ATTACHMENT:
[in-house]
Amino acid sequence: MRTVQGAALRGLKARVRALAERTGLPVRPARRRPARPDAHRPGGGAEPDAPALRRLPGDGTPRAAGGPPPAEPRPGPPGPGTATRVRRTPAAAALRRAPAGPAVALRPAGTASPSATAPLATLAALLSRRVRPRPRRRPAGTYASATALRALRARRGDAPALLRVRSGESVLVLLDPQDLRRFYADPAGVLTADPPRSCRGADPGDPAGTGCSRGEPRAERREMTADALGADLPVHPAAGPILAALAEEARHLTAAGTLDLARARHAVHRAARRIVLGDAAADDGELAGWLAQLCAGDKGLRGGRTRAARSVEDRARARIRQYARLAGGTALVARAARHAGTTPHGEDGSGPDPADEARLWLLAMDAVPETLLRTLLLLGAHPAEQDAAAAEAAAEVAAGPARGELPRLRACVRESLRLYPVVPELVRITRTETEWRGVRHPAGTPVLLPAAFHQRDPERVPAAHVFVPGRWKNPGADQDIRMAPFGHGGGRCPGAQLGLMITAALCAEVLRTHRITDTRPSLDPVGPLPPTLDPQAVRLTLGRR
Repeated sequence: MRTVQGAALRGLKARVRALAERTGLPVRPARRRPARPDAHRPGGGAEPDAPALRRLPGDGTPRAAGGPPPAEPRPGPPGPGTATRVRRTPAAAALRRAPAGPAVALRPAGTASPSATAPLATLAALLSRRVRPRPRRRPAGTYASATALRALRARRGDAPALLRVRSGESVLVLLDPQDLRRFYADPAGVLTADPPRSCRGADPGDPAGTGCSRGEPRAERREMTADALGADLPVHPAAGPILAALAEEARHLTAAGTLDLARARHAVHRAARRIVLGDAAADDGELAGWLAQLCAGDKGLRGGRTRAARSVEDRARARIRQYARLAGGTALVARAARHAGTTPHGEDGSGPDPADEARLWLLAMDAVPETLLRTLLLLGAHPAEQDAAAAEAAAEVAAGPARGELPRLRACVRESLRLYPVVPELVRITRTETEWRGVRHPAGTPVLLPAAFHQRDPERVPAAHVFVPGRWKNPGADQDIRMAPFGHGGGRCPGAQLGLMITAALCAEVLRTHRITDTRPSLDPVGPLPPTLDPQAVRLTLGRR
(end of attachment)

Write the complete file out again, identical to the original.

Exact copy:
[in-house]
Amino acid sequence: MRTVQGAALRGLKARVRALAERTGLPVRPARRRPARPDAHRPGGGAEPDAPALRRLPGDGTPRAAGGPPPAEPRPGPPGPGTATRVRRTPAAAALRRAPAGPAVALRPAGTASPSATAPLATLAALLSRRVRPRPRRRPAGTYASATALRALRARRGDAPALLRVRSGESVLVLLDPQDLRRFYADPAGVLTADPPRSCRGADPGDPAGTGCSRGEPRAERREMTADALGADLPVHPAAGPILAALAEEARHLTAAGTLDLARARHAVHRAARRIVLGDAAADDGELAGWLAQLCAGDKGLRGGRTRAARSVEDRARARIRQYARLAGGTALVARAARHAGTTPHGEDGSGPDPADEARLWLLAMDAVPETLLRTLLLLGAHPAEQDAAAAEAAAEVAAGPARGELPRLRACVRESLRLYPVVPELVRITRTETEWRGVRHPAGTPVLLPAAFHQRDPERVPAAHVFVPGRWKNPGADQDIRMAPFGHGGGRCPGAQLGLMITAALCAEVLRTHRITDTRPSLDPVGPLPPTLDPQAVRLTLGRR
Repeated sequence: MRTVQGAALRGLKARVRALAERTGLPVRPARRRPARPDAHRPGGGAEPDAPALRRLPGDGTPRAAGGPPPAEPRPGPPGPGTATRVRRTPAAAALRRAPAGPAVALRPAGTASPSATAPLATLAALLSRRVRPRPRRRPAGTYASATALRALRARRGDAPALLRVRSGESVLVLLDPQDLRRFYADPAGVLTADPPRSCRGADPGDPAGTGCSRGEPRAERREMTADALGADLPVHPAAGPILAALAEEARHLTAAGTLDLARARHAVHRAARRIVLGDAAADDGELAGWLAQLCAGDKGLRGGRTRAARSVEDRARARIRQYARLAGGTALVARAARHAGTTPHGEDGSGPDPADEARLWLLAMDAVPETLLRTLLLLGAHPAEQDAAAAEAAAEVAAGPARGELPRLRACVRESLRLYPVVPELVRITRTETEWRGVRHPAGTPVLLPAAFHQRDPERVPAAHVFVPGRWKNPGADQDIRMAPFGHGGGRCPGAQLGLMITAALCAEVLRTHRITDTRPSLDPVGPLPPTLDPQAVRLTLGRR